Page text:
Some alleles act in such a way as to bring about variable effects, depending on several factors, including the rest of the animal’s genetic make-up. One recessive gene causes the condition known as Collie Eye Anomaly (CEA), seen in sheepdog breeds such as the Rough Collie, Shetland Sheepdog and, to a lesser extent, the Border Collie. Dogs carrying the combination cea cea exhibit the disease, which may vary from total blindness with detached retinas to almost unimpaired vision but with an abnormal eye picture when seen through an ophthalmoscope. The normal dog (CEA CEA) and the carrier (CEA cea) will have correct vision.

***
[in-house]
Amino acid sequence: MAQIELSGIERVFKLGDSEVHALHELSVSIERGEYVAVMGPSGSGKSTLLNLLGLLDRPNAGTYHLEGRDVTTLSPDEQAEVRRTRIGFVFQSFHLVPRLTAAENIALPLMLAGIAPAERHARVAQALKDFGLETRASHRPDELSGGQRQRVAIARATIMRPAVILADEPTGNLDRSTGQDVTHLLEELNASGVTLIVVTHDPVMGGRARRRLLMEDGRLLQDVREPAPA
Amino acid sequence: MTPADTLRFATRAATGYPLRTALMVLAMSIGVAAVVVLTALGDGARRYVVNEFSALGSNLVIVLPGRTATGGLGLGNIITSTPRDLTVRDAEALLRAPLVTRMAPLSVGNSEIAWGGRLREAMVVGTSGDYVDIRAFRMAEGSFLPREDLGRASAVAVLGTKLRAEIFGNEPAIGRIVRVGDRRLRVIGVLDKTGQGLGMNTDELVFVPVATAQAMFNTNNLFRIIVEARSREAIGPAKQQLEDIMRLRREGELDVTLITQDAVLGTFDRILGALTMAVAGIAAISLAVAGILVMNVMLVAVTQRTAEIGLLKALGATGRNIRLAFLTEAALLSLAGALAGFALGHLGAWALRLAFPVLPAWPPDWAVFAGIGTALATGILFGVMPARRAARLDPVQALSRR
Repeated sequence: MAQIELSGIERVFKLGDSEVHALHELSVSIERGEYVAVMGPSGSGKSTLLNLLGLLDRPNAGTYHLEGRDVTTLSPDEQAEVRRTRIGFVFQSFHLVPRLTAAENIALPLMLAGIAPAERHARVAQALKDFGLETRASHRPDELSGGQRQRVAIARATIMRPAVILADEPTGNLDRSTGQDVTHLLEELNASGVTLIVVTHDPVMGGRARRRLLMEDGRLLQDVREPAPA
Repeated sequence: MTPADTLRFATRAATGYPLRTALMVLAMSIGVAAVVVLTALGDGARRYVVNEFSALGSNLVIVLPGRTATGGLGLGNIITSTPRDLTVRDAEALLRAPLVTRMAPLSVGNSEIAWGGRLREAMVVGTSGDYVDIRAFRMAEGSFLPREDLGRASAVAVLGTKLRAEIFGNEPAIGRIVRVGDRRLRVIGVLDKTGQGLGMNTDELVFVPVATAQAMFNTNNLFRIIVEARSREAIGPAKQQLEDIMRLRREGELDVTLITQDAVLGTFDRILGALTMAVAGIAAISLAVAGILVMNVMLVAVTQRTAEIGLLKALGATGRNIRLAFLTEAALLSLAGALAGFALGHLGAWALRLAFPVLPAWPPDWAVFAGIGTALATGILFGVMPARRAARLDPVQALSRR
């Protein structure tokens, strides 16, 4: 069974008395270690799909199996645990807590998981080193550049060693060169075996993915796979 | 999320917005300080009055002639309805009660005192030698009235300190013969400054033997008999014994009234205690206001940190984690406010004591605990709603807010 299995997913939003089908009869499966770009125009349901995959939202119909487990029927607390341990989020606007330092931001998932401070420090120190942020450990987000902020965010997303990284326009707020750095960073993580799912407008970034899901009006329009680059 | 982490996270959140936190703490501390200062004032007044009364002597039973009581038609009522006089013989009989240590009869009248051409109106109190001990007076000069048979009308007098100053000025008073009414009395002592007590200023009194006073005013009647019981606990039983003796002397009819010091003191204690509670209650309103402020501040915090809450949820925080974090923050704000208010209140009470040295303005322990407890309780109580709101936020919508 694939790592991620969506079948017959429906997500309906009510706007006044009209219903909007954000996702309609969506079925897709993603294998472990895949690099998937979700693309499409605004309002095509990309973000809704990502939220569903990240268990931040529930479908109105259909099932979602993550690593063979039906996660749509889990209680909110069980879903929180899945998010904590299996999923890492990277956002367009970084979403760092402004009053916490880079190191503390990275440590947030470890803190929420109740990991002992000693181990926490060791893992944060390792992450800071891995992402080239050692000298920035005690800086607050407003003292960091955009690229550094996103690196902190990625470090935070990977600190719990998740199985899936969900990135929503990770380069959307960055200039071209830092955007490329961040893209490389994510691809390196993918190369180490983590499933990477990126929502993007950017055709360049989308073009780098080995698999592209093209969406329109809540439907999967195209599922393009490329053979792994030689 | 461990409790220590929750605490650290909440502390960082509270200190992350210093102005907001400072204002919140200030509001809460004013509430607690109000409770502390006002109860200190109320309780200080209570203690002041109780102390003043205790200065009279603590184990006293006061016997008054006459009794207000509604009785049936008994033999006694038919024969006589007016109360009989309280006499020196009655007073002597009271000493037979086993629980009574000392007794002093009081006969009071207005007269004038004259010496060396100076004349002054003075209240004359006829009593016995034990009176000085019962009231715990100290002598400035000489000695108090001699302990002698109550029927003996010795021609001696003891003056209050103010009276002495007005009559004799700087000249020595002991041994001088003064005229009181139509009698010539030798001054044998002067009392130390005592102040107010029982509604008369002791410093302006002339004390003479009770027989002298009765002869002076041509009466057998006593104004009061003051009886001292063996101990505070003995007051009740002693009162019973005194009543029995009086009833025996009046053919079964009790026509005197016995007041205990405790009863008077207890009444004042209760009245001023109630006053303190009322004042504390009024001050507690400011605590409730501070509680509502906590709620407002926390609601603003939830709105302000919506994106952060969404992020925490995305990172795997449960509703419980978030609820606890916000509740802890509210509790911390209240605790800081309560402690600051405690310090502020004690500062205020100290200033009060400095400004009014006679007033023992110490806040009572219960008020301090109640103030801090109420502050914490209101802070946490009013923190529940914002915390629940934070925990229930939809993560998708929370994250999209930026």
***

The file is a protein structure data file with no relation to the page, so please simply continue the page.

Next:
Another type of inherited disorder is caused by incomplete penetrance, in which a particular gene, usually dominant, fails to express its presence in the phenotype, as in Centralized Progressive Retinal Atrophy (CPRA) in Labradors. This eye disease is thought to be so dominant that the presence of only one allele, CP, will cause impaired vision. In most cases CP CP and CP cp animals are affected and only cp cp animals have unimpaired vision. However in some 20 per cent the CP cp heterozygote appears phenotypically normal, and the gene is therefore said to show 80 per cent penetrance.